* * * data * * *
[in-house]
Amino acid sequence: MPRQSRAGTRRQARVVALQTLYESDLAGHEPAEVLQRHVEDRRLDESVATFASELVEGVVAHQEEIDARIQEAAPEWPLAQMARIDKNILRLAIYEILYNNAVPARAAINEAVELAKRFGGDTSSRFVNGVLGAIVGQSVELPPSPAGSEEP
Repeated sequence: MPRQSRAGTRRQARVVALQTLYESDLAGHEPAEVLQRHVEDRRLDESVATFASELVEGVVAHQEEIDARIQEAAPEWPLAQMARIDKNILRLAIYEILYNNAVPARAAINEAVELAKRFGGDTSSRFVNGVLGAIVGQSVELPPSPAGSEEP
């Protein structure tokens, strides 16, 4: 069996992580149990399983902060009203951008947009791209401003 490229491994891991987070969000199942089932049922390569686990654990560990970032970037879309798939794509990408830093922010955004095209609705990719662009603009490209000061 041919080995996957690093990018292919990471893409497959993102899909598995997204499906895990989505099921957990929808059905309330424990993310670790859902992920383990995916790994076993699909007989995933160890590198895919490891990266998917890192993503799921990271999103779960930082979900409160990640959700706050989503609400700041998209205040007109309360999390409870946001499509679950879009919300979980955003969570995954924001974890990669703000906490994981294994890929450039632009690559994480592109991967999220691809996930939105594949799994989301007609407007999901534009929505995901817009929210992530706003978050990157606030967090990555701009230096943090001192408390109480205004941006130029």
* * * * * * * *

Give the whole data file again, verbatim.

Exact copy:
[in-house]
Amino acid sequence: MPRQSRAGTRRQARVVALQTLYESDLAGHEPAEVLQRHVEDRRLDESVATFASELVEGVVAHQEEIDARIQEAAPEWPLAQMARIDKNILRLAIYEILYNNAVPARAAINEAVELAKRFGGDTSSRFVNGVLGAIVGQSVELPPSPAGSEEP
Repeated sequence: MPRQSRAGTRRQARVVALQTLYESDLAGHEPAEVLQRHVEDRRLDESVATFASELVEGVVAHQEEIDARIQEAAPEWPLAQMARIDKNILRLAIYEILYNNAVPARAAINEAVELAKRFGGDTSSRFVNGVLGAIVGQSVELPPSPAGSEEP
């Protein structure tokens, strides 16, 4: 069996992580149990399983902060009203951008947009791209401003 490229491994891991987070969000199942089932049922390569686990654990560990970032970037879309798939794509990408830093922010955004095209609705990719662009603009490209000061 041919080995996957690093990018292919990471893409497959993102899909598995997204499906895990989505099921957990929808059905309330424990993310670790859902992920383990995916790994076993699909007989995933160890590198895919490891990266998917890192993503799921990271999103779960930082979900409160990640959700706050989503609400700041998209205040007109309360999390409870946001499509679950879009919300979980955003969570995954924001974890990669703000906490994981294994890929450039632009690559994480592109991967999220691809996930939105594949799994989301007609407007999901534009929505995901817009929210992530706003978050990157606030967090990555701009230096943090001192408390109480205004941006130029």